What’s blooming at Tettegouche State Park

I spent three days and two nights camping with friends at Tettegouche State Park north of Duluth a week and a half ago.

bunchberry, northern bluebells, wild strawberry

Bunchberry, northern bluebells, wild strawberry

We went on a long hike each day – one through the woods to High Falls, and one along Lake Superior to Shovel Point.

self-heal, evening primrose, fireweed

Self-heal, evening primrose, fireweed

As is my habit, every hike turns into a wildflower hunt.

wild avens, wild rose, cinquefoil

Wild avens, wild rose, cinquefoil

It felt like every other minute I was stopping to photograph yet another specimen.

tall agrimony, American vetch, pussytoes

Tall agrimony, American vetch, pussytoes

Most were at ground level, but some were at eye level.

cow parsnip

Cow parsnip − some of these were taller than me!


black snakeroot and meadow rue

Black snakeroot, meadow rue


columbine, yarrow, bush honeysuckle

Wild columbine, yarrow, bush honeysuckle

The bush honeysuckle above is not a wildflower, but there were so many blooming that I had to include them. There were many other flowering shrubs, berries, and ferns that I’m not including.


I’m not sure whether this pretty buttercup is a native wildflower.

Many of the wildflowers we saw are natives, but of course there were also many non-natives…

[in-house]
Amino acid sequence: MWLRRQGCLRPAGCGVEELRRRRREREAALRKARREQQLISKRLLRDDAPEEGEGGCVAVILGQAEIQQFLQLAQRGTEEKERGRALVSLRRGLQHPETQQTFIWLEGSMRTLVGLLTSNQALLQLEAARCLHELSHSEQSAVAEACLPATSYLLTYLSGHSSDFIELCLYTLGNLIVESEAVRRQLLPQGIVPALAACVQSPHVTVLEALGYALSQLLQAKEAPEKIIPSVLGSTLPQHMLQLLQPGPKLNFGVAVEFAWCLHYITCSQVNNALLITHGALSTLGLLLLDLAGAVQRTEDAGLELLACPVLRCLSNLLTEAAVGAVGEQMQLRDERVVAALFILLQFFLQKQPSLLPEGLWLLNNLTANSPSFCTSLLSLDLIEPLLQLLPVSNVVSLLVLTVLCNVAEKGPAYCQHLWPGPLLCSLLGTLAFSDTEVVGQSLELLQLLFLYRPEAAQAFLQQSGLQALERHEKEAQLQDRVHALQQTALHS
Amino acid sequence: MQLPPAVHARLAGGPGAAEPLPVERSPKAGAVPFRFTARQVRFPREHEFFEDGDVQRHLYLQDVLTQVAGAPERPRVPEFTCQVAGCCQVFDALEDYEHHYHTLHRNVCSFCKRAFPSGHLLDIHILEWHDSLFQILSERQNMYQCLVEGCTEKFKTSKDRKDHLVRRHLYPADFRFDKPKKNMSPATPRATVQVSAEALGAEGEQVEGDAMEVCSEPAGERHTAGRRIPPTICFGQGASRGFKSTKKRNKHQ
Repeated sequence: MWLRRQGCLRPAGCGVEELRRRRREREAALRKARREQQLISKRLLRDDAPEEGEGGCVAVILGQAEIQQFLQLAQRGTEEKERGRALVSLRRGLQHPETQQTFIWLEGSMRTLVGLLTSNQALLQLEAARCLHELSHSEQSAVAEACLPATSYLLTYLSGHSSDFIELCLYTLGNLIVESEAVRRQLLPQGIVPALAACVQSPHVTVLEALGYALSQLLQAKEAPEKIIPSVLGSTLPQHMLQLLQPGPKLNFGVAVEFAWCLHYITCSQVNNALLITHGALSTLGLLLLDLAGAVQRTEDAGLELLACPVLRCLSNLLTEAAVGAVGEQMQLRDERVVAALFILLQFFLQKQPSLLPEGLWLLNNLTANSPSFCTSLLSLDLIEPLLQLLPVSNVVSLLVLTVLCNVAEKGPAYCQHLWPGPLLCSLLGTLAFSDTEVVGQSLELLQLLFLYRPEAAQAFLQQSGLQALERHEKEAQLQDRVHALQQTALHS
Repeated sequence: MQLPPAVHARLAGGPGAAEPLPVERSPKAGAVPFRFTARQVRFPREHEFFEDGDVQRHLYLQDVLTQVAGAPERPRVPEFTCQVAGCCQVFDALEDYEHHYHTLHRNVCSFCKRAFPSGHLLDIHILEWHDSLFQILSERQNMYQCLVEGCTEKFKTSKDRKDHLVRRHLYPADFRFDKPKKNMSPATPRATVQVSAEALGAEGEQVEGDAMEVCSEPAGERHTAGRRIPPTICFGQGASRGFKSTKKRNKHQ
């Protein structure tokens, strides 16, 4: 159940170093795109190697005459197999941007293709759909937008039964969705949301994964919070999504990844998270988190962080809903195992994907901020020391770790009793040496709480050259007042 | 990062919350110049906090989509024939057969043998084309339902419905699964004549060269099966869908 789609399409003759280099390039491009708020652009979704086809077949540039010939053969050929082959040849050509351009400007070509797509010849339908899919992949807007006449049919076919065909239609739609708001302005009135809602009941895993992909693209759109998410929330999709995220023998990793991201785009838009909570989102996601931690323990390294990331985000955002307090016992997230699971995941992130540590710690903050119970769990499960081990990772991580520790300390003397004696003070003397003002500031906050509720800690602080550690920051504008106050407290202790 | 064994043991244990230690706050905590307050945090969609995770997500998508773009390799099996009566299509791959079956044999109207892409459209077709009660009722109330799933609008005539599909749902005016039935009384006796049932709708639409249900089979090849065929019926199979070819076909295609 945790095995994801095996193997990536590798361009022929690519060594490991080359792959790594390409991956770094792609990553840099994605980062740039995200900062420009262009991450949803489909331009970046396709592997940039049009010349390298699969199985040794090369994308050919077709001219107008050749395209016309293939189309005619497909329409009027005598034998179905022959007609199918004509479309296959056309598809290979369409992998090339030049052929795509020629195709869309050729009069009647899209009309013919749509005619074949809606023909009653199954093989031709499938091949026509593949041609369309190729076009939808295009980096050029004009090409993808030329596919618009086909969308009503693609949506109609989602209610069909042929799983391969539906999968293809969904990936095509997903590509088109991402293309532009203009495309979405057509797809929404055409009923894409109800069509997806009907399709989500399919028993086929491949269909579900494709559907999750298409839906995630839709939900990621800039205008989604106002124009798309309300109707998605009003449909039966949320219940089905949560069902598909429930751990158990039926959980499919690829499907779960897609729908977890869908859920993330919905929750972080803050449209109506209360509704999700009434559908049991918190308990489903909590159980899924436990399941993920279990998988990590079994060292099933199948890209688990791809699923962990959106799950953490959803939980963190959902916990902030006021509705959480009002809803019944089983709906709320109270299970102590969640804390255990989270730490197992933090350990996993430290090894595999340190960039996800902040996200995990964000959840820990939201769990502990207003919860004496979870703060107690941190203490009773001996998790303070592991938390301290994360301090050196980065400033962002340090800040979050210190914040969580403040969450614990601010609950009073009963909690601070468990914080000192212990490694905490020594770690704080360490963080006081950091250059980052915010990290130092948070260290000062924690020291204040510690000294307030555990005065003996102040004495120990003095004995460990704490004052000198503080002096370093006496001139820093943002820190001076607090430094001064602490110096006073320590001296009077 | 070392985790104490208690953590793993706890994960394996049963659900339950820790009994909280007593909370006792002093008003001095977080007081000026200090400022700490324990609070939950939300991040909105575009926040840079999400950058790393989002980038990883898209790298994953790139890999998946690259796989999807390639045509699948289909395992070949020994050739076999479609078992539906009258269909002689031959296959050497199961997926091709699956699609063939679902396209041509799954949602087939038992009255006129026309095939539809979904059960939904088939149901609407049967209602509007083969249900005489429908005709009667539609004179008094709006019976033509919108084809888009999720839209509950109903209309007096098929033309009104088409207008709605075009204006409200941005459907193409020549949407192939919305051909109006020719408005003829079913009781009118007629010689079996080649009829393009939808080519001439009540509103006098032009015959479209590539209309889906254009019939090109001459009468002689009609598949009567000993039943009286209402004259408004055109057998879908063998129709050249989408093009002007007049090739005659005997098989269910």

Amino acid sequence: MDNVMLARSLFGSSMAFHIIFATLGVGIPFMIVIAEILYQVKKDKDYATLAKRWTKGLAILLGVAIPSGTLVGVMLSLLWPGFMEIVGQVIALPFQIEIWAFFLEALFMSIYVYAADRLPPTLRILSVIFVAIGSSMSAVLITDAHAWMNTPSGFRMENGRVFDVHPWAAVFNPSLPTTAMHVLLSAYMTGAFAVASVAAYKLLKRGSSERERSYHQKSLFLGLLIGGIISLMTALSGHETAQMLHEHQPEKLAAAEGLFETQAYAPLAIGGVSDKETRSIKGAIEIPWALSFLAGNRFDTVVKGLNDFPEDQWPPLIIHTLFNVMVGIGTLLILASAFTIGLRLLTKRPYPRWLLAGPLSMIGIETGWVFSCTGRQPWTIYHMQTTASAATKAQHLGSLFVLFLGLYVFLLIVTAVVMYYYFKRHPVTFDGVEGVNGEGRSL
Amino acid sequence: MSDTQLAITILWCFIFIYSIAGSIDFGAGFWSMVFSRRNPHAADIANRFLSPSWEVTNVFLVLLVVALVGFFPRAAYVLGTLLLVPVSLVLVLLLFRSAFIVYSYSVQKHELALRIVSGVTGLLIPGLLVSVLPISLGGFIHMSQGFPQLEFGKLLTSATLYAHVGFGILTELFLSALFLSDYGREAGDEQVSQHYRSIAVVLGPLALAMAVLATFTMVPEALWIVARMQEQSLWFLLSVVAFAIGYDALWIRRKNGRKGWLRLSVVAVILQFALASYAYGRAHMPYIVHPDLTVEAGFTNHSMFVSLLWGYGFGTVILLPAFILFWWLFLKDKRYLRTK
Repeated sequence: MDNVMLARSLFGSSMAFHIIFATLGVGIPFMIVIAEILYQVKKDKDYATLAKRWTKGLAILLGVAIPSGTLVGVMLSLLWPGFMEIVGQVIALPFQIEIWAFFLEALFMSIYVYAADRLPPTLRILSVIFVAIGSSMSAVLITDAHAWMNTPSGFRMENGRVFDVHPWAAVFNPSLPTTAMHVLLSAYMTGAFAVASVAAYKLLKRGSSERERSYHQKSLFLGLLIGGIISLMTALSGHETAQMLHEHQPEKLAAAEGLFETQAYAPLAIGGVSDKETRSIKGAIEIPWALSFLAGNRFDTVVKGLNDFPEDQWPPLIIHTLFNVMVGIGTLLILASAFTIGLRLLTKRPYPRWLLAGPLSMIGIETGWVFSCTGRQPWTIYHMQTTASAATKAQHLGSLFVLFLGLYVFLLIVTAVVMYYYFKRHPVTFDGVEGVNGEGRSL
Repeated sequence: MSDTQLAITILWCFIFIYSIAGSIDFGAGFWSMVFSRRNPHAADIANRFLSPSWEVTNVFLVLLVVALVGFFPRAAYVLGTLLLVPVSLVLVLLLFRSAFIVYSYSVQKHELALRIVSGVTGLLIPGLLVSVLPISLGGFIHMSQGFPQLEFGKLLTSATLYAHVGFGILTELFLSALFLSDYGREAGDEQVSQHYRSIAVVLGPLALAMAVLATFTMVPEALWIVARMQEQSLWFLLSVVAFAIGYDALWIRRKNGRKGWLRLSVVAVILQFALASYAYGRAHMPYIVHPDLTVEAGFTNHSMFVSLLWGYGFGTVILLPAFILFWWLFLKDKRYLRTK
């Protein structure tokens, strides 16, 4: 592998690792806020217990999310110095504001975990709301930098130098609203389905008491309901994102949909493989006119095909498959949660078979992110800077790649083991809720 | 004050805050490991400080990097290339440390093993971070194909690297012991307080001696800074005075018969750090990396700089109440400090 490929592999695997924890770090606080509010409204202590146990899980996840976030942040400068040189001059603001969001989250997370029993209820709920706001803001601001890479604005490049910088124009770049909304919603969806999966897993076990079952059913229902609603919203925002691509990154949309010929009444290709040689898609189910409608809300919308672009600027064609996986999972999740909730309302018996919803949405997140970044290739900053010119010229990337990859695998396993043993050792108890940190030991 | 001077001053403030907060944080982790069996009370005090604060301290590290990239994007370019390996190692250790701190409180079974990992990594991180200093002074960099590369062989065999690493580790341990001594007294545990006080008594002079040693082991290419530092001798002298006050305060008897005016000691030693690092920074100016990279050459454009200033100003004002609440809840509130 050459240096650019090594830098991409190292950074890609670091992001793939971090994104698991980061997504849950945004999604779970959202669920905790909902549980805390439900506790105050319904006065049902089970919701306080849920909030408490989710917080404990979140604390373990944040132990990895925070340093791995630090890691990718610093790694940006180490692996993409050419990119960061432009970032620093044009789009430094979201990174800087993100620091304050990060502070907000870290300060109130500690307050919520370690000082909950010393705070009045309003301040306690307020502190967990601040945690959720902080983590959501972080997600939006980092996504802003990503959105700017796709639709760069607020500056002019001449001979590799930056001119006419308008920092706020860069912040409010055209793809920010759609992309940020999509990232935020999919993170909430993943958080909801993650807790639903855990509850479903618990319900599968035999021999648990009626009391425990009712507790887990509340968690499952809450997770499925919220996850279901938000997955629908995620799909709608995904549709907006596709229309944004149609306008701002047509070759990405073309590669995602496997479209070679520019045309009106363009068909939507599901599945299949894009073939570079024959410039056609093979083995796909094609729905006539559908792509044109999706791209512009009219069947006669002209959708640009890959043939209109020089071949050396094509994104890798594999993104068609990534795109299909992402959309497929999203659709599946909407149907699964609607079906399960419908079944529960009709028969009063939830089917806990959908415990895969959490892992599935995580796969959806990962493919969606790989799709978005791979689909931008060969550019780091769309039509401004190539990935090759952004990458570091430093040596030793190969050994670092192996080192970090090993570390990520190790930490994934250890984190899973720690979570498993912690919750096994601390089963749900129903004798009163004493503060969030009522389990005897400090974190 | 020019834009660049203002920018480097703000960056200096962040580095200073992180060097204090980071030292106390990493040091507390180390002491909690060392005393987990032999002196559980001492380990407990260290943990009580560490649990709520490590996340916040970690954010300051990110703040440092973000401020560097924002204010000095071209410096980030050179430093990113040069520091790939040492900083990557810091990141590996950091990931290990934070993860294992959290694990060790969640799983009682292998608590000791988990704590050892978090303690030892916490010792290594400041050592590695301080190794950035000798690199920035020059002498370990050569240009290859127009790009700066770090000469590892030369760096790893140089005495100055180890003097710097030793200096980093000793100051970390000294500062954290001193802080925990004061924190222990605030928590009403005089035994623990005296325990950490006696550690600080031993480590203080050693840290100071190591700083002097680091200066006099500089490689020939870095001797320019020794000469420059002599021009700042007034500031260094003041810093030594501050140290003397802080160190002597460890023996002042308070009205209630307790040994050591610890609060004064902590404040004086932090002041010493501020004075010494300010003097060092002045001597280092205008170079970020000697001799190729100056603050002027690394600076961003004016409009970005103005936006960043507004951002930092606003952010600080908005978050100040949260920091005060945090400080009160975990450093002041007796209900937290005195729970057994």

Alsike clover, red clover, white clover


campion, field mustard, chickweed-alfalfa-pennycress

Clockwise from top left: campion, field mustard, chickweed, alfalfa, field pennycress seed pods

…including several on the Minnesota Wildflowers Invasive – ERADICATE! list.

devil flowers: devil's paintbrush, Glaucous King-devil

These two invasives look so similar except for their color, and they have similar common names: devil’s paintbrush and Glaucous King-devil. (The yellow one may instead be meadow hawkweed; I can’t tell the difference. If so, I’d like to switch to the other common name for the orange one – orange hawkweed – so these two flowers still match.)


daisy and birds-foot trefoil

Pretty but invasive: daisy and birds-foot trefoil

Back to the natives! Fortunately for me, the park’s visitors center compiled a list of the flowers that were blooming, so I had a head start on identifying those I didn’t already know:

one-flowered pyrola

One-flowered pyrola points nearly straight down, so I had to nearly lie on the ground to see its face.


shinleaf, pink corydalis, twinflower

Shinleaf, pink corydalis, twinflower

A new Instagram friend saw spotted coralroot a week earlier, an orchid I was disappointed to miss! I settled for a few black-eyed susans that were starting to bloom.

black-eyed susan

Black-eyed susan (please ignore the invasives in the background)

Quite a fun weekend for discovering wildflowers.


Fill in your details below or click an icon to log in:

WordPress.com Logo

You are commenting using your WordPress.com account. Log Out /  Change )

Google+ photo

You are commenting using your Google+ account. Log Out /  Change )

Twitter picture

You are commenting using your Twitter account. Log Out /  Change )

Facebook photo

You are commenting using your Facebook account. Log Out /  Change )

Connecting to %s